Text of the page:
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New Vesicular Stomatitis Virus (VSV) Cases Now in Utah

Update as of 7:41 am, August 27

  • 1 identified and now quarantined in Emery County
  • 5 confirmed and quarantined in Uintah County
  • 3 premises quarantined and being investigated in Uintah County
  • 2 premises quarantined and being investigated in Grand County



(Salt Lake City) – The Vesicular Stomatitis Virus (VSV), Indiana type, has been diagnosed on several premises in two counties in Utah, Uintah County and Emery County. These premises have been placed in quarantine. The quarantine period has been established as 14 days from the last animal to show clinical signs on these premises. Four more premises are currently under investigation and those samples that were submitted for testing should yield results before the end of the week.

Vesicular stomatitis is a viral disease that primarily affects horses and cattle and occasionally swine, sheep, goats, llamas, and alpacas. Humans can also become infected with the disease when handling affected animals, but this is a rare event. In affected livestock, the incubation period for vesicular stomatitis ranges from two to eight days. Often, excessive salivation is the first sign of the disease. Close examination of the mouth initially reveals blanched and raised vesicles or blister-like lesions on the inner surfaces of the lips, gums, tongue, and/or dental pad. In addition, these blister-like lesions can form on the lips, nostrils, coronary band, prepuce, vulva, and teats. The blisters swell and break, which causes oral pain and discomfort and reluctance to eat or drink. Lameness and severe weight loss may follow.

Since Utah has now been confirmed as a vesicular stomatitis state, it is essential that veterinarians and livestock owners be on the alert for animals displaying clinical signs of the disease. Veterinarians and livestock owners who suspect an animal may have vesicular stomatitis or any other vesicular disease should immediately contact the State Veterinarian at 801-538-7162 or USDA APHIS Veterinary Services at 801-524-5010. Diagnosis of the disease cannot be made based on clinical signs but requires testing of samples at an approved facility.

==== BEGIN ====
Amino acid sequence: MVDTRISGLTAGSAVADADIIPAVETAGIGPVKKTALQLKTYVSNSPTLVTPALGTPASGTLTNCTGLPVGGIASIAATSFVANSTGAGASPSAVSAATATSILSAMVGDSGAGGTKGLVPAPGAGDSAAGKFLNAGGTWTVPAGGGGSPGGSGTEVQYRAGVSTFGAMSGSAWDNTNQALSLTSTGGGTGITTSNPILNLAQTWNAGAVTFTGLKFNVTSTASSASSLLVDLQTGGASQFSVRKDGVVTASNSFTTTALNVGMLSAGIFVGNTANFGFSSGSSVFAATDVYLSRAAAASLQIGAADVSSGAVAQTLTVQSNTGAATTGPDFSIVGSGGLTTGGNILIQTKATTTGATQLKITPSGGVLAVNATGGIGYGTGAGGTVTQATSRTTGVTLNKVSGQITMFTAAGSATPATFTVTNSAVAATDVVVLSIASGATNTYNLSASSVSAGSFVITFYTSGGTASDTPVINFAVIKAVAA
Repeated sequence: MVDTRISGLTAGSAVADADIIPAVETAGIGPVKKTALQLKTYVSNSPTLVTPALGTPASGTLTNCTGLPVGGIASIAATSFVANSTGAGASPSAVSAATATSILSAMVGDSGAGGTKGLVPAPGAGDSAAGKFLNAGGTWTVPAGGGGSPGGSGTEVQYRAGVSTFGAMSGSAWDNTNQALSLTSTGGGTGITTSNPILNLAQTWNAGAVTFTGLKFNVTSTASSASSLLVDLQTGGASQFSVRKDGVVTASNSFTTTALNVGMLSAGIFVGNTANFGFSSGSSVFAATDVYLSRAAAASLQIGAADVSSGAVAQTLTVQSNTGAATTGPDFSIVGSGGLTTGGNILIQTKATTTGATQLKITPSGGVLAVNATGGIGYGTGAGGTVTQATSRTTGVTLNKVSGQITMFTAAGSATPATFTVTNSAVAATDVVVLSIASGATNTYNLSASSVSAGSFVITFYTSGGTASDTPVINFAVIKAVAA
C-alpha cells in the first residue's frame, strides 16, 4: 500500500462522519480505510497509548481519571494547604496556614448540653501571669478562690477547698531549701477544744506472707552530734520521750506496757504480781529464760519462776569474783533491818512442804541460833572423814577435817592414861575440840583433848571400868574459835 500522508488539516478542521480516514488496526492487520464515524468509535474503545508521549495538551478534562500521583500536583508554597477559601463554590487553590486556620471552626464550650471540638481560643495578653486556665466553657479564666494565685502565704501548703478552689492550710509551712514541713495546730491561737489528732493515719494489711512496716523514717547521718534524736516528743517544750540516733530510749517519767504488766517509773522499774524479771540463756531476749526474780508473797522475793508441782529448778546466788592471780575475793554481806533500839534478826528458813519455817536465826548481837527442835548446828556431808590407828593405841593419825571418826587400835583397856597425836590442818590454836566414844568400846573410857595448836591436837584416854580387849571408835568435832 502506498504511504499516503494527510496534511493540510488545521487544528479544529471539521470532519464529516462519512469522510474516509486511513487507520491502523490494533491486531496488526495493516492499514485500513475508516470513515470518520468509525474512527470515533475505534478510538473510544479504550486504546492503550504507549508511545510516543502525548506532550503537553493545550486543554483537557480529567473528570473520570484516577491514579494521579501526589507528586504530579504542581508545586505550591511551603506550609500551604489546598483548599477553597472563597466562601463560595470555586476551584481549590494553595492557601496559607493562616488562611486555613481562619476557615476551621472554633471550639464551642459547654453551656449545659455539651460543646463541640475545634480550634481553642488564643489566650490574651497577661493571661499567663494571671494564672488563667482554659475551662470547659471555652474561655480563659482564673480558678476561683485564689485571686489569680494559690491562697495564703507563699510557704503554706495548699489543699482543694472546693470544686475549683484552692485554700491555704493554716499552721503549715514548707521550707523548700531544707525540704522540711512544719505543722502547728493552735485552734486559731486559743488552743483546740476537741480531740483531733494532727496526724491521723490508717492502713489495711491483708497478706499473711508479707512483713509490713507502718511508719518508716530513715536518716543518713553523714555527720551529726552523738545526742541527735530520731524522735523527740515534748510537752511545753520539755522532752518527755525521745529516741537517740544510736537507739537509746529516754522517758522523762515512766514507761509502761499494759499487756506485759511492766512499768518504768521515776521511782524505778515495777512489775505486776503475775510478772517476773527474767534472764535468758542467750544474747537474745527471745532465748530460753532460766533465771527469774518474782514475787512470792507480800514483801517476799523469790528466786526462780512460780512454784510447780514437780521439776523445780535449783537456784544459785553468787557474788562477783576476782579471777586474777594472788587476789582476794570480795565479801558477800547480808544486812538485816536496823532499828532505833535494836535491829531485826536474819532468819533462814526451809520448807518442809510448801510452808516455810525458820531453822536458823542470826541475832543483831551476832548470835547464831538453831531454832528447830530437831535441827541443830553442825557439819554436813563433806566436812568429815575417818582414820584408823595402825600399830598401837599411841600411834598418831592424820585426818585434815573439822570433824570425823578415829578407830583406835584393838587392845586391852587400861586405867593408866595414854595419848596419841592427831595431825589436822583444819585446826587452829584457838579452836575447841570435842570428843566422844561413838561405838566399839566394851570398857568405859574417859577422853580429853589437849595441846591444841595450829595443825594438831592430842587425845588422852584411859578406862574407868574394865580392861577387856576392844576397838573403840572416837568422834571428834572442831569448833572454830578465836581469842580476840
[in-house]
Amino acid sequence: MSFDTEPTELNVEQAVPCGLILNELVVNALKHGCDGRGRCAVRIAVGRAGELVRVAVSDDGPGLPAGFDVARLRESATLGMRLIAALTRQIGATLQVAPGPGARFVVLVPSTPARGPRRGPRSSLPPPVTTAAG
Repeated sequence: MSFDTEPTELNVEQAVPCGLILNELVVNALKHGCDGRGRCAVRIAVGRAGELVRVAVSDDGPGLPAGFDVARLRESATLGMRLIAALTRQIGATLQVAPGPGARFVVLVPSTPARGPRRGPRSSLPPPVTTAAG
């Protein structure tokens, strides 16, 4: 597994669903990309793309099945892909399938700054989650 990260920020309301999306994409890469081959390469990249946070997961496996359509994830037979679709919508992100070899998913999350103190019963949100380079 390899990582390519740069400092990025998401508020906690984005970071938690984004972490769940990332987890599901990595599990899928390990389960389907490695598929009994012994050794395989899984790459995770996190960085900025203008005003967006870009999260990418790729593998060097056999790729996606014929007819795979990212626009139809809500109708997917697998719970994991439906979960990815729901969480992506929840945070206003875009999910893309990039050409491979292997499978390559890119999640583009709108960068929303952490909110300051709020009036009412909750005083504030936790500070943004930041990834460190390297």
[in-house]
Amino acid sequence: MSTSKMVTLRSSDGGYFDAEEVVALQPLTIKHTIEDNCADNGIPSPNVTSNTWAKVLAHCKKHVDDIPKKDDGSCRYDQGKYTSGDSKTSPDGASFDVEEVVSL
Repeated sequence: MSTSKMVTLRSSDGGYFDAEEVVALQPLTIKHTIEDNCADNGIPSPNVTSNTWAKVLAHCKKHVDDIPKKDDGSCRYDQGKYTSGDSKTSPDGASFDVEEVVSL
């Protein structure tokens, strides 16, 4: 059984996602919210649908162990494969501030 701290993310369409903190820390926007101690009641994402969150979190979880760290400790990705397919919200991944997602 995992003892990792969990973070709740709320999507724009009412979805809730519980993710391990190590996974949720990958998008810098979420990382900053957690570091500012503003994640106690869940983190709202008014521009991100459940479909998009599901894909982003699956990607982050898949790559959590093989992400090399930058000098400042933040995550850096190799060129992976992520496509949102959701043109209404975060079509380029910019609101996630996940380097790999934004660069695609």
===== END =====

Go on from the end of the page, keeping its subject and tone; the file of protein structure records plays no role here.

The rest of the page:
How vesicular stomatitis spreads is not fully known; insect vectors, mechanical transmission, and movement of animals are all factors. Once the disease is introduced into a herd, it may move from animal to animal by contact or exposure to saliva or fluid from ruptured vesicles. Humans rarely contract vesicular stomatitis, but they can become infected.

There is no specific treatment or cure for vesicular stomatitis. Good sanitation and quarantine practices on affected farms usually contain the infection. When a definite diagnosis is made on a farm, the following procedures are recommended:

  • Separate animals with lesions from healthy animals, preferably by stabling. Animals on pastures tend to be affected more frequently with this disease.
  • As a precautionary measure, do not move animals from premises affected by vesicular stomatitis until at least 14 days after lesions in the last affected animal have healed.
  • Implement on-farm insect control programs that include the elimination or reduction of insect breeding areas and the use of insecticide sprays or insecticide-treated ear tags on animals.
  • Use personal protective measures when handling affected animals to avoid human exposure to this disease.